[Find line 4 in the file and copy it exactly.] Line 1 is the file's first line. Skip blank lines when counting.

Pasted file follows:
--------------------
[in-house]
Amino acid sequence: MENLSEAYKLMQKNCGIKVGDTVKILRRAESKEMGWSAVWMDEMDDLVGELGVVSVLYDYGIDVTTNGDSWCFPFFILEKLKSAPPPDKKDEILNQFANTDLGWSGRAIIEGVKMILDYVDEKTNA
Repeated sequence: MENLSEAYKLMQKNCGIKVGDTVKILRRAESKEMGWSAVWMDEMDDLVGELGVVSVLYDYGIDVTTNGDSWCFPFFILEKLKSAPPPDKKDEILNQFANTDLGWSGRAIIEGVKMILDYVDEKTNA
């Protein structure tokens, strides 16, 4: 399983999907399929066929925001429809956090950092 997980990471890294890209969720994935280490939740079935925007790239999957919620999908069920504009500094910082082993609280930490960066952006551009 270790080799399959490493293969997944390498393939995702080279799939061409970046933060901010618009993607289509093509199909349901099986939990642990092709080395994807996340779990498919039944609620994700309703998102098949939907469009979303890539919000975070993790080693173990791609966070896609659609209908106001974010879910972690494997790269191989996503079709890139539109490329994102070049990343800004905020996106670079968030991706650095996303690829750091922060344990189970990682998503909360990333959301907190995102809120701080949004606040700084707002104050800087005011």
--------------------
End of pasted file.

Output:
């Protein structure tokens, strides 16, 4: 399983999907399929066929925001429809956090950092 997980990471890294890209969720994935280490939740079935925007790239999957919620999908069920504009500094910082082993609280930490960066952006551009 270790080799399959490493293969997944390498393939995702080279799939061409970046933060901010618009993607289509093509199909349901099986939990642990092709080395994807996340779990498919039944609620994700309703998102098949939907469009979303890539919000975070993790080693173990791609966070896609659609209908106001974010879910972690494997790269191989996503079709890139539109490329994102070049990343800004905020996106670079968030991706650095996303690829750091922060344990189970990682998503909360990333959301907190995102809120701080949004606040700084707002104050800087005011």